Vintage Chart Myths
By Dan Berger
In 1985, the cover of a national wine magazine trumpeted a story headlined “The Great 1982 Cabernets.” Four years later, the author of that article wrote that California’s 1982 Cabernets, on the 100-point scale, rated no better than a 78.
How, you may ask, could a vintage go from one of the great vintages to one no self-respecting collector would deign to buy? In just four years?
Such is the myth of the vintage chart and it points up the fallacies in any so-called system to rate such a subjective discipline as taste, and apply it to a wide range of wines from various producers.
The fact is, at the time of the original article, many 1982 Cabernets were quite voluptuous to some people. These are people who love up-front jammy, almost port-y aromas and fat, rich tastes. Such wines were forward and easy to like.
Is it possible that the author, looking for a headline story that would be attractive to readers, ratcheted up his view of the wines in 1985?
Moreover, look at the context of the 1982 vintage. After the cool-year vintage of 1975, the two drought-year vintages of 1976 and 1977, the hyped and only partially successful 1978s, the cold, rainy 1979s, the heat-affected 1980s, and the short harvest season of 1981, 1982 came along at a timer when red wine lovers were looking for something to cheer about, something as great as the 1974 vintage.
Most writers were starved for another “vintage of the century,” and 1982 seemed tailor made. Moreover, as the 1982s were being reviewed, the 1983 harvest was already in barrels, and was seen as dicey, an El Niño vintage in which flavors would not be classic. And the 1984 harvest was already in and many believed the wines would be good, but that 1982 would be better.
Viewed in relation to the vintages around it, 1982 seemed like it was as good as it was going to get for a while. In that context, hyping the 1982s wasn’t a bad idea.
Looking at vintage charts from around the world, you get the feeling that there is a fixed-in-stone element to all of this. Yet many of the rankings are based on concentration, not quality.
Vintage chart fallacies abound.
–In every modern-era vintage (from about 1980 on), there have been very few if any flat-out disaster vintages.
–Most California vintage charts assume that Sonoma gets fewer points for some wines than does exalted Napa.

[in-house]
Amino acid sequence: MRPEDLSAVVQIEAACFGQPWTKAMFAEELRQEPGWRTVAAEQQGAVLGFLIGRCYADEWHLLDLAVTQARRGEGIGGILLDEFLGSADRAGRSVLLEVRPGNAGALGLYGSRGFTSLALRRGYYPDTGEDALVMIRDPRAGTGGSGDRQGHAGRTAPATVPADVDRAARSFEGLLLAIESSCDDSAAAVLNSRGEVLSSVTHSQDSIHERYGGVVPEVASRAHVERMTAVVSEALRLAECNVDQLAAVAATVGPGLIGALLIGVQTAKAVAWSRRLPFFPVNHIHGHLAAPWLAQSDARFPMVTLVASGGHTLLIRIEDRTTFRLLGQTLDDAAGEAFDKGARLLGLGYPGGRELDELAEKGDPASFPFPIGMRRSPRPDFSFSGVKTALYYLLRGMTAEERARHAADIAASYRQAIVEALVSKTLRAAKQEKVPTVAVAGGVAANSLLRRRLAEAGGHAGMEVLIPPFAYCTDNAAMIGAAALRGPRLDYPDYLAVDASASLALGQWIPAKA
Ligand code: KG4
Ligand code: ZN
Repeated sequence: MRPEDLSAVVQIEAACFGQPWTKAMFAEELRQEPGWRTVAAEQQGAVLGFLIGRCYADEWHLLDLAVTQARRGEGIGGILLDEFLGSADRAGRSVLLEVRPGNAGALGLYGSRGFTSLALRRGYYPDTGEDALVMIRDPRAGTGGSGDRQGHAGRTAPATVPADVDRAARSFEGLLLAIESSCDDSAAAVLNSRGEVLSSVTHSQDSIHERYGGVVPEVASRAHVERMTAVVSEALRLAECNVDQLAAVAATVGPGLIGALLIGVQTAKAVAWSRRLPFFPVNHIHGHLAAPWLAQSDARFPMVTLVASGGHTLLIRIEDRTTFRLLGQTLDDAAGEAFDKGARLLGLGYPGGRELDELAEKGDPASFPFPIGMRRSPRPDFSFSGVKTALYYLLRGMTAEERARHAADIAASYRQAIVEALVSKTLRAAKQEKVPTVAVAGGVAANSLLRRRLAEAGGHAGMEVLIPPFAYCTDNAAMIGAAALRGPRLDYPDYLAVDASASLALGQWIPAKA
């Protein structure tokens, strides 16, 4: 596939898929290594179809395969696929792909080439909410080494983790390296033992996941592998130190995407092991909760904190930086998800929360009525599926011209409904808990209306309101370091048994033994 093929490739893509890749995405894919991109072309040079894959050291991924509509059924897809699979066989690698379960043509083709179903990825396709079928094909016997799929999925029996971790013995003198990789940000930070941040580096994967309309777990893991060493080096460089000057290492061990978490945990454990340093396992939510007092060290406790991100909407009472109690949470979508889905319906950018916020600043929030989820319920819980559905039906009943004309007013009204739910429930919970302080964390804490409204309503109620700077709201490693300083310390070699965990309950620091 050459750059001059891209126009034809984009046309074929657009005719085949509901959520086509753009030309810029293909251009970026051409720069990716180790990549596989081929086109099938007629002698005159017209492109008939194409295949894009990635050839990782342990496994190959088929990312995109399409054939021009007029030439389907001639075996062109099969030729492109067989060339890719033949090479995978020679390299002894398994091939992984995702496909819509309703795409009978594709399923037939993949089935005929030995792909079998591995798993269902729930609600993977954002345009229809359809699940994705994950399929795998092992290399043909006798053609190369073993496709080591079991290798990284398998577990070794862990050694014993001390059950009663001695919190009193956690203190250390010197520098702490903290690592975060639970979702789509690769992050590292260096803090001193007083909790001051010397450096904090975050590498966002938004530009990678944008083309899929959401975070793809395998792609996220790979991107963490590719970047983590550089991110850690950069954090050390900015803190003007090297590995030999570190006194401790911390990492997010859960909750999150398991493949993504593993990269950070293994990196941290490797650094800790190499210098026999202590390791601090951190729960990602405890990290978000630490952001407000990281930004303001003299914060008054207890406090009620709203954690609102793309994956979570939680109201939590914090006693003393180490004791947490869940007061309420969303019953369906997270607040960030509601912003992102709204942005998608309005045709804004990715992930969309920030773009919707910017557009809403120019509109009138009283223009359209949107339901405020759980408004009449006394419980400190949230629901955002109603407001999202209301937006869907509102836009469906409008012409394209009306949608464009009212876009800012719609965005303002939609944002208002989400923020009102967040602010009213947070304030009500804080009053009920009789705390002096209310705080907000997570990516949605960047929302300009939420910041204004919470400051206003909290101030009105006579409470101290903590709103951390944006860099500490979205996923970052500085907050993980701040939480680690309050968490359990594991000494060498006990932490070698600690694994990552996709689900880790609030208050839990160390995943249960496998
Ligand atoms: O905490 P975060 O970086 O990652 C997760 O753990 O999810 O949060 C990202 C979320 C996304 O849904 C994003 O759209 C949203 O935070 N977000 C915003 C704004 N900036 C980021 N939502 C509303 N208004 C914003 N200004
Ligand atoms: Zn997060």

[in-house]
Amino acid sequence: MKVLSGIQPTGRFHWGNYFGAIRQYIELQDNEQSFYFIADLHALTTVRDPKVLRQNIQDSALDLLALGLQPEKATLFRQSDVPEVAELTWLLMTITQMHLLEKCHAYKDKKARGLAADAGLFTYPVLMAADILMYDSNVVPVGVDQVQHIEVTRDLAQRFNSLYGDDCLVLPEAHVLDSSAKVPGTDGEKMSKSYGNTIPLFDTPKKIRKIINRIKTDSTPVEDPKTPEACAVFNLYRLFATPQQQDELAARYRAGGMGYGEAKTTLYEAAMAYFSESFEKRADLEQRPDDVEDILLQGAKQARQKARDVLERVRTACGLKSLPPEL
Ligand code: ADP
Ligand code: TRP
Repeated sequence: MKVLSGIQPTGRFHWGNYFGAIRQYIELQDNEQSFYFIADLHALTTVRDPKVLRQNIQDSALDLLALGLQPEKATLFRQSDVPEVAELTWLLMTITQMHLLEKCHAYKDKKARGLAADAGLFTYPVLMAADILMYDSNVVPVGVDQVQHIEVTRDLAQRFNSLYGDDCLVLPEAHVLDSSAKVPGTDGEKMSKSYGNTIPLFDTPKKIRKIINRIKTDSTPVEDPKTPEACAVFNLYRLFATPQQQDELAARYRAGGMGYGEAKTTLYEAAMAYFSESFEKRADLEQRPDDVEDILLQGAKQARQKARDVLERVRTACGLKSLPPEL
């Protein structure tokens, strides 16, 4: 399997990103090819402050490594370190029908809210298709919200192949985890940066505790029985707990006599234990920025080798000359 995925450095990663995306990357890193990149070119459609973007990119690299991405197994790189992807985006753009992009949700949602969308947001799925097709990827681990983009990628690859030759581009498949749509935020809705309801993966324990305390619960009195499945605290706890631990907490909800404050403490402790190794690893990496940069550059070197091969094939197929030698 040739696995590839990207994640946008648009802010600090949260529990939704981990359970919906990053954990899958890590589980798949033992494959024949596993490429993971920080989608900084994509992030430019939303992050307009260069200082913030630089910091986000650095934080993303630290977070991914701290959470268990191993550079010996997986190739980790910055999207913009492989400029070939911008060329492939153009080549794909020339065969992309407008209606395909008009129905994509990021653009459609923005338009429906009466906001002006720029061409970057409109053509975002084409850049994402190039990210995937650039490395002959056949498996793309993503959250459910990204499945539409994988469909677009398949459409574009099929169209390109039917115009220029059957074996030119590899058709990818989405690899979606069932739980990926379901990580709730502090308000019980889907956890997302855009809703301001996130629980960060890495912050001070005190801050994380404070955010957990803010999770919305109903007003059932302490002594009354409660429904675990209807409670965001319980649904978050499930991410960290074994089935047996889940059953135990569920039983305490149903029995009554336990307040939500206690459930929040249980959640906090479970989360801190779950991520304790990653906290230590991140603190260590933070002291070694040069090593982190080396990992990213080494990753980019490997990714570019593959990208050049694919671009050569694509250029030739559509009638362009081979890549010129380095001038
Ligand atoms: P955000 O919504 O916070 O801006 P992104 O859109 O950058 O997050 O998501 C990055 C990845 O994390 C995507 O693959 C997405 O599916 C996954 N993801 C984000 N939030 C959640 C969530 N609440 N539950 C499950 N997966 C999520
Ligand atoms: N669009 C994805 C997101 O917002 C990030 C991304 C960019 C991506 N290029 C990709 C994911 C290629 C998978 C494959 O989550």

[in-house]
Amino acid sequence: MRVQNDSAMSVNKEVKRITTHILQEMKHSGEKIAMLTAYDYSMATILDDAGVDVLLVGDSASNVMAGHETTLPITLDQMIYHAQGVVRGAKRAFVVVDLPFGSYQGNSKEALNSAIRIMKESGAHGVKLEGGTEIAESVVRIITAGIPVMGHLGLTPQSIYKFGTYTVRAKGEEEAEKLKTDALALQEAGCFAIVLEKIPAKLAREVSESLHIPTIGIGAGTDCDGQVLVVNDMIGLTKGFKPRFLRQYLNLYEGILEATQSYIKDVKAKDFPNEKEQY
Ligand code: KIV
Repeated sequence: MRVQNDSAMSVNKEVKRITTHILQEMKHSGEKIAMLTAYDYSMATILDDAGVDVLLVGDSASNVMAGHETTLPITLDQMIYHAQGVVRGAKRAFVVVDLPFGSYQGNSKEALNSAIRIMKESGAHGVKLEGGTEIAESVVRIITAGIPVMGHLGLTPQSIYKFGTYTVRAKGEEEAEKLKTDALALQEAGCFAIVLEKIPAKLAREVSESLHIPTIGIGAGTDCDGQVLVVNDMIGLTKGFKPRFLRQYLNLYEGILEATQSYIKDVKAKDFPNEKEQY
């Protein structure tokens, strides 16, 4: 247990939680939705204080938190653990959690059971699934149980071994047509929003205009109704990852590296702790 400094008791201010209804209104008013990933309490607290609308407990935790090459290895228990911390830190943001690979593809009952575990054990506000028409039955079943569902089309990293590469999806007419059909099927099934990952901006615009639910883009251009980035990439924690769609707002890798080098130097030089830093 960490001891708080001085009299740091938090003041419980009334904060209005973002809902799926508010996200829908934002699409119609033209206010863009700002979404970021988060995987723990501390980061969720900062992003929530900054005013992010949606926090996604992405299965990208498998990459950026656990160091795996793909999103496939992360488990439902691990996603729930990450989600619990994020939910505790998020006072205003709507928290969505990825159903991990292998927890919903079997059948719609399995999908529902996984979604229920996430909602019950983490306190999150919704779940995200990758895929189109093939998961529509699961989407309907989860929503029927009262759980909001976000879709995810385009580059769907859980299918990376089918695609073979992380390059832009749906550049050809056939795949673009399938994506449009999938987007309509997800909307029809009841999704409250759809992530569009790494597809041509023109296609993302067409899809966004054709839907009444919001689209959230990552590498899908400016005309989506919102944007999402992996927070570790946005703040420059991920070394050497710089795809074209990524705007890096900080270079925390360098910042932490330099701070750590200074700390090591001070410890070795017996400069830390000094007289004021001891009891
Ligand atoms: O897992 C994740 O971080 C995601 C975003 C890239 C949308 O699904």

–Regions that are adjacent often are lumped together illogically. For instance, in Napa in 1984, Spring Mountain wineries made stellar wines but not in 1985. Yet every major wine critic loved all the 1985s better than the 1984s.
–Old rating stay with wines for decades, long after the vintages should have separated themselves into better or worse ratings.
Another aspect to the older ratings that irks me: they assume perfect storage conditions for every bottle. If there is one thing you can count on it is bad storage for most older wines.
And there are many other problems here. One of them is the relative nature of the rankings. Look, for example, at a vintage chart that rated California’s 1989 north coast Chardonnays as poor with the same vintage’s Cabernets (83). That seems fair, doesn’t it? After all, it was the same vintage.
Yet the grapes are radically different. The early ripening Chardonnay was hard hit by early rains, and most wines turned out poor. But late-ripening Cabernet survived the early rains, and many 1989 Cabernets turned out to be superb.
Finally, the one major problem with vintage charts is that in some areas (such as California and Chile) they have little meaning, and in others (Portugal, Champagne, Burgundy) they are far more meaningful. Yet even in the latter case, there are exceptions.
For example, though 1992 was a poor year for red Burgundy, chances are a bottle from Domaine Dujac would be a better bet today than any 1994 (a better year) from an unknown producer.
As goes the old saying, there are no great wines, only great bottles of wine.